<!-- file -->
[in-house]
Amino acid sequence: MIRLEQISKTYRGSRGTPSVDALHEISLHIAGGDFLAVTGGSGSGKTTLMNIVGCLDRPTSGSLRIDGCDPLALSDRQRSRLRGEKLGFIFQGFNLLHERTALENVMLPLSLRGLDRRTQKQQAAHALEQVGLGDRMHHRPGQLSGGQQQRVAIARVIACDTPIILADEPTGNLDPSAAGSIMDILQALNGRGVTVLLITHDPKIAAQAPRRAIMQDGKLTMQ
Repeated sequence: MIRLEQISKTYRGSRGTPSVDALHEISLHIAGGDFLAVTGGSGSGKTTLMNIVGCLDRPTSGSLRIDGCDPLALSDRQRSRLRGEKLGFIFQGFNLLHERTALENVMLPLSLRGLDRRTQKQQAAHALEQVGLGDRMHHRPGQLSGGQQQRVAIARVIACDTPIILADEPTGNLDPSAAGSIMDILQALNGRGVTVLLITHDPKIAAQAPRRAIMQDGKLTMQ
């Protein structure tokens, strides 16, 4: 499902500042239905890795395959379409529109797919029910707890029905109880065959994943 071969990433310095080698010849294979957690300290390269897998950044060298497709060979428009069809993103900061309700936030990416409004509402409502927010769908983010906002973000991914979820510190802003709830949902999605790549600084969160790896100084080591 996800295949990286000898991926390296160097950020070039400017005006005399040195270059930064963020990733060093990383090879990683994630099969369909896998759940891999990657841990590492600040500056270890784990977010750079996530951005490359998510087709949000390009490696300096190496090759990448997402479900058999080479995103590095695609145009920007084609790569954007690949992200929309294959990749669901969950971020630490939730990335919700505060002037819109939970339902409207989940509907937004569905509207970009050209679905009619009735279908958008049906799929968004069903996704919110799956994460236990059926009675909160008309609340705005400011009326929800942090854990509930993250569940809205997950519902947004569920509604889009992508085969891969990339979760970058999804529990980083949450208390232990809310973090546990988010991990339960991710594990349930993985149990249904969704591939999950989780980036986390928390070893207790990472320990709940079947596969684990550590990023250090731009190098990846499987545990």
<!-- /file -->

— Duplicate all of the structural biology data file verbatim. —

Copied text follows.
[in-house]
Amino acid sequence: MIRLEQISKTYRGSRGTPSVDALHEISLHIAGGDFLAVTGGSGSGKTTLMNIVGCLDRPTSGSLRIDGCDPLALSDRQRSRLRGEKLGFIFQGFNLLHERTALENVMLPLSLRGLDRRTQKQQAAHALEQVGLGDRMHHRPGQLSGGQQQRVAIARVIACDTPIILADEPTGNLDPSAAGSIMDILQALNGRGVTVLLITHDPKIAAQAPRRAIMQDGKLTMQ
Repeated sequence: MIRLEQISKTYRGSRGTPSVDALHEISLHIAGGDFLAVTGGSGSGKTTLMNIVGCLDRPTSGSLRIDGCDPLALSDRQRSRLRGEKLGFIFQGFNLLHERTALENVMLPLSLRGLDRRTQKQQAAHALEQVGLGDRMHHRPGQLSGGQQQRVAIARVIACDTPIILADEPTGNLDPSAAGSIMDILQALNGRGVTVLLITHDPKIAAQAPRRAIMQDGKLTMQ
């Protein structure tokens, strides 16, 4: 499902500042239905890795395959379409529109797919029910707890029905109880065959994943 071969990433310095080698010849294979957690300290390269897998950044060298497709060979428009069809993103900061309700936030990416409004509402409502927010769908983010906002973000991914979820510190802003709830949902999605790549600084969160790896100084080591 996800295949990286000898991926390296160097950020070039400017005006005399040195270059930064963020990733060093990383090879990683994630099969369909896998759940891999990657841990590492600040500056270890784990977010750079996530951005490359998510087709949000390009490696300096190496090759990448997402479900058999080479995103590095695609145009920007084609790569954007690949992200929309294959990749669901969950971020630490939730990335919700505060002037819109939970339902409207989940509907937004569905509207970009050209679905009619009735279908958008049906799929968004069903996704919110799956994460236990059926009675909160008309609340705005400011009326929800942090854990509930993250569940809205997950519902947004569920509604889009992508085969891969990339979760970058999804529990980083949450208390232990809310973090546990988010991990339960991710594990349930993985149990249904969704591939999950989780980036986390928390070893207790990472320990709940079947596969684990550590990023250090731009190098990846499987545990």